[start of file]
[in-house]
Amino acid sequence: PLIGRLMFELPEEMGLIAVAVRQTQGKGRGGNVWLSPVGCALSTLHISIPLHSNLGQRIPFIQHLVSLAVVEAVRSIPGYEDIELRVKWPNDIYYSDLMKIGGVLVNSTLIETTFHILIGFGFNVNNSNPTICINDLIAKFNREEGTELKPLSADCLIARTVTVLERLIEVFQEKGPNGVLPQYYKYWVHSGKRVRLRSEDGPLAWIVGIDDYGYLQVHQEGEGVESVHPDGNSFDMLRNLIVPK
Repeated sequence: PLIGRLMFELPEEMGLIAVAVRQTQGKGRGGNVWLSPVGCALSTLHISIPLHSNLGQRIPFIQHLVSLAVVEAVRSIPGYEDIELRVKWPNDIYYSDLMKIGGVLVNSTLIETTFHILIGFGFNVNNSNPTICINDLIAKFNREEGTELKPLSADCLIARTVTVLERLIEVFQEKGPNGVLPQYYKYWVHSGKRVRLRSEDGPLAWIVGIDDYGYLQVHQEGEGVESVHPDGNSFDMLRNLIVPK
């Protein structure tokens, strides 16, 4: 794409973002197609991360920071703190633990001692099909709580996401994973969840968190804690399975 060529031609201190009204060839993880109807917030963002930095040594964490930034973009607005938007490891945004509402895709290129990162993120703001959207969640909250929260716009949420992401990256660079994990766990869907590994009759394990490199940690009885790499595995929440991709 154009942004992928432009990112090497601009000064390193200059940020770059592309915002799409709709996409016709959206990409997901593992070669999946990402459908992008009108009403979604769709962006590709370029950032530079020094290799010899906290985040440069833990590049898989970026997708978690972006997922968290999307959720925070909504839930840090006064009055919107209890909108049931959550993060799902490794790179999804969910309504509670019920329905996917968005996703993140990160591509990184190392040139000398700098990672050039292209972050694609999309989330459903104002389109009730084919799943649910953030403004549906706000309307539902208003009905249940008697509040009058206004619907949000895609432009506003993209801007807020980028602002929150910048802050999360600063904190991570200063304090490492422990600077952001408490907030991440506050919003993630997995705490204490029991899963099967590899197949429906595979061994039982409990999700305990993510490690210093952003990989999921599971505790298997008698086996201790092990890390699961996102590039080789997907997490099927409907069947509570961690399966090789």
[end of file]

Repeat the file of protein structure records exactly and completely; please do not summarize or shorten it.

[in-house]
Amino acid sequence: PLIGRLMFELPEEMGLIAVAVRQTQGKGRGGNVWLSPVGCALSTLHISIPLHSNLGQRIPFIQHLVSLAVVEAVRSIPGYEDIELRVKWPNDIYYSDLMKIGGVLVNSTLIETTFHILIGFGFNVNNSNPTICINDLIAKFNREEGTELKPLSADCLIARTVTVLERLIEVFQEKGPNGVLPQYYKYWVHSGKRVRLRSEDGPLAWIVGIDDYGYLQVHQEGEGVESVHPDGNSFDMLRNLIVPK
Repeated sequence: PLIGRLMFELPEEMGLIAVAVRQTQGKGRGGNVWLSPVGCALSTLHISIPLHSNLGQRIPFIQHLVSLAVVEAVRSIPGYEDIELRVKWPNDIYYSDLMKIGGVLVNSTLIETTFHILIGFGFNVNNSNPTICINDLIAKFNREEGTELKPLSADCLIARTVTVLERLIEVFQEKGPNGVLPQYYKYWVHSGKRVRLRSEDGPLAWIVGIDDYGYLQVHQEGEGVESVHPDGNSFDMLRNLIVPK
């Protein structure tokens, strides 16, 4: 794409973002197609991360920071703190633990001692099909709580996401994973969840968190804690399975 060529031609201190009204060839993880109807917030963002930095040594964490930034973009607005938007490891945004509402895709290129990162993120703001959207969640909250929260716009949420992401990256660079994990766990869907590994009759394990490199940690009885790499595995929440991709 154009942004992928432009990112090497601009000064390193200059940020770059592309915002799409709709996409016709959206990409997901593992070669999946990402459908992008009108009403979604769709962006590709370029950032530079020094290799010899906290985040440069833990590049898989970026997708978690972006997922968290999307959720925070909504839930840090006064009055919107209890909108049931959550993060799902490794790179999804969910309504509670019920329905996917968005996703993140990160591509990184190392040139000398700098990672050039292209972050694609999309989330459903104002389109009730084919799943649910953030403004549906706000309307539902208003009905249940008697509040009058206004619907949000895609432009506003993209801007807020980028602002929150910048802050999360600063904190991570200063304090490492422990600077952001408490907030991440506050919003993630997995705490204490029991899963099967590899197949429906595979061994039982409990999700305990993510490690210093952003990989999921599971505790298997008698086996201790092990890390699961996102590039080789997907997490099927409907069947509570961690399966090789």